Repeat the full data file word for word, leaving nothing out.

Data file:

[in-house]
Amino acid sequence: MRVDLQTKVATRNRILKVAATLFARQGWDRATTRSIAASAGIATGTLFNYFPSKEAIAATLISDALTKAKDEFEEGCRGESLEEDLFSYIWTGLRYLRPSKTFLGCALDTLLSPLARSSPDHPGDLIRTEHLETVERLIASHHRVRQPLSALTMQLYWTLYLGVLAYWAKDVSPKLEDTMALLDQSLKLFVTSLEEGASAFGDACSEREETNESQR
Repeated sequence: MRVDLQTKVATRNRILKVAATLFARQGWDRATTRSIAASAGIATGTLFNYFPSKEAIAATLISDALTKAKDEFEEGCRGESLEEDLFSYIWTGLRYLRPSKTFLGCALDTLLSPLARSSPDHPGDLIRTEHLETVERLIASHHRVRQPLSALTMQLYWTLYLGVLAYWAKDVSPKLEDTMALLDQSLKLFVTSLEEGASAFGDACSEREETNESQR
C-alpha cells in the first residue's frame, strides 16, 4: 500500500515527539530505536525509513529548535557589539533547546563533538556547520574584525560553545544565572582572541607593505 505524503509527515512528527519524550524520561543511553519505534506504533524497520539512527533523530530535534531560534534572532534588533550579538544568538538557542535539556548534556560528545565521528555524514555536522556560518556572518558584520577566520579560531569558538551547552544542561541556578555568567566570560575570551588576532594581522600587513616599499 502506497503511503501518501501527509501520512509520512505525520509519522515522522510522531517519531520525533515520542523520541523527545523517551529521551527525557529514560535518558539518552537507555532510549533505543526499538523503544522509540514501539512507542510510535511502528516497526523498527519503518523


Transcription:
[in-house]
Amino acid sequence: MRVDLQTKVATRNRILKVAATLFARQGWDRATTRSIAASAGIATGTLFNYFPSKEAIAATLISDALTKAKDEFEEGCRGESLEEDLFSYIWTGLRYLRPSKTFLGCALDTLLSPLARSSPDHPGDLIRTEHLETVERLIASHHRVRQPLSALTMQLYWTLYLGVLAYWAKDVSPKLEDTMALLDQSLKLFVTSLEEGASAFGDACSEREETNESQR
Repeated sequence: MRVDLQTKVATRNRILKVAATLFARQGWDRATTRSIAASAGIATGTLFNYFPSKEAIAATLISDALTKAKDEFEEGCRGESLEEDLFSYIWTGLRYLRPSKTFLGCALDTLLSPLARSSPDHPGDLIRTEHLETVERLIASHHRVRQPLSALTMQLYWTLYLGVLAYWAKDVSPKLEDTMALLDQSLKLFVTSLEEGASAFGDACSEREETNESQR
C-alpha cells in the first residue's frame, strides 16, 4: 500500500515527539530505536525509513529548535557589539533547546563533538556547520574584525560553545544565572582572541607593505 505524503509527515512528527519524550524520561543511553519505534506504533524497520539512527533523530530535534531560534534572532534588533550579538544568538538557542535539556548534556560528545565521528555524514555536522556560518556572518558584520577566520579560531569558538551547552544542561541556578555568567566570560575570551588576532594581522600587513616599499 502506497503511503501518501501527509501520512509520512505525520509519522515522522510522531517519531520525533515520542523520541523527545523517551529521551527525557529514560535518558539518552537507555532510549533505543526499538523503544522509540514501539512507542510510535511502528516497526523498527519503518523